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Try not to twist your ankles

Crowbar Lake Trail (West Lake Loop), July 2014

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It’s been another fairly quiet summer when it comes to hiking. I haven’t been completely lazy though as I’ve been helping a friend build a rustic cabin on some family property. While building a cabin is fun and difficult work it’s not quite like getting out on the trail and exploring. So with that, this past weekend a friend and I decided to head back out to the Crowbar Lake trail, a short drive from the city.

This was the third or fourth time getting out there, the last time was in the winter, very different weather-wise than this time as the temperature was hovering just under 30 degrees with a decent amount of humidity. No worries though as my pack was filled with water and we had planned for a leisurely pace.

Bridge over small stream
Bridge over small stream

The trail itself is a decent challenge for those looking to get out into the backcountry a little. It starts going up and continues that way for much of the first half of the hike. There are some well-placed flat sections to keep your legs from screaming out loud, but for the most part the first few hours are a nice climb up to West Lake. There are a few nice lookoffs along the way to stop and catch your breath and maybe take a photo or two.

Granite Lake in the distance
Granite Lake in the distance

Once you get up to the West Lake loop there are a few more ups, downs and flat sections while you walk close to the shore of the lake. This section looks to be far less travelled than the sections closer to the parking lot. The vegetation is almost shoulder high in some spots, but the trail is fairly well marked and if you’re not scared of blasting through plants for hundreds of metres at a time, you’ll be fine. I sure wouldn’t want to be going through here during tick and mosquito season. Thankfully by this time there were no ticks and very few mosquitoes to fight with. I always prefer not to hike while being covered in bug spray.

The vegetation is quite tall in places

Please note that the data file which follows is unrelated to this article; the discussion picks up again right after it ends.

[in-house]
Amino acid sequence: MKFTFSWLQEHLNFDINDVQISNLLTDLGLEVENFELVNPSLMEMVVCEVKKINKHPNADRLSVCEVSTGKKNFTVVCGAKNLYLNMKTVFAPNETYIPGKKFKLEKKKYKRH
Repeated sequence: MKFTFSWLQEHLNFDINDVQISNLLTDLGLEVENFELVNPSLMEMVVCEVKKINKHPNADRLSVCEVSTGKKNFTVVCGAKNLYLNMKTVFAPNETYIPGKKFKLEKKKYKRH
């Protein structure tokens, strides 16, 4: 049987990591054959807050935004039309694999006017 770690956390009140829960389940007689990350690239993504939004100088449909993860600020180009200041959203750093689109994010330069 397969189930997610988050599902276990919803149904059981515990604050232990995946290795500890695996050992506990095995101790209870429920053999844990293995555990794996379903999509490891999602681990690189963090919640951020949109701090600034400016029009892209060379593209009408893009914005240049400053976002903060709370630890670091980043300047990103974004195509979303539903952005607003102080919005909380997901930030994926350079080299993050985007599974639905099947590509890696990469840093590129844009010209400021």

The vegetation is quite tall in places

The hike is about 13.5km and took about 6.5 hours all the way around, including the 20 minutes or so we took for a rest at lunch at about the 7 kilometre mark. I went through over 2 litres of water, but that’s probably because it was so warm and humid. I also had my water filter with me just in case but there aren’t any decent water spots along the trail to fill up. There’s one OK spot at about the 8km mark along the West Lake loop part of the trail, for the most part the water is dark and stagnant.

Quiet stream and very green vegetation
Quiet stream and very green vegetation

The good thing about this trail is that it is looped, meaning you can take one of the forks back around if you suddenly don’t feel up to it. We saw a few people near the start of the trail but after that, there was no one. As for wildlife, there were a few chipmunks, the usual chorus of birds and a single, small brown snake. There are also tons of stones and boulders all along the trail, some of which are larger than a car.

Lots of massive stones to be found along the trail
Lots of massive stones to be found along the trail

If you’re looking for a fun, quiet trail to spend a day on, and you’re in or around Halifax, this is a great hike to get out and around and put some mileage on those boots. As usual, I created a map of the hike with my GPS.

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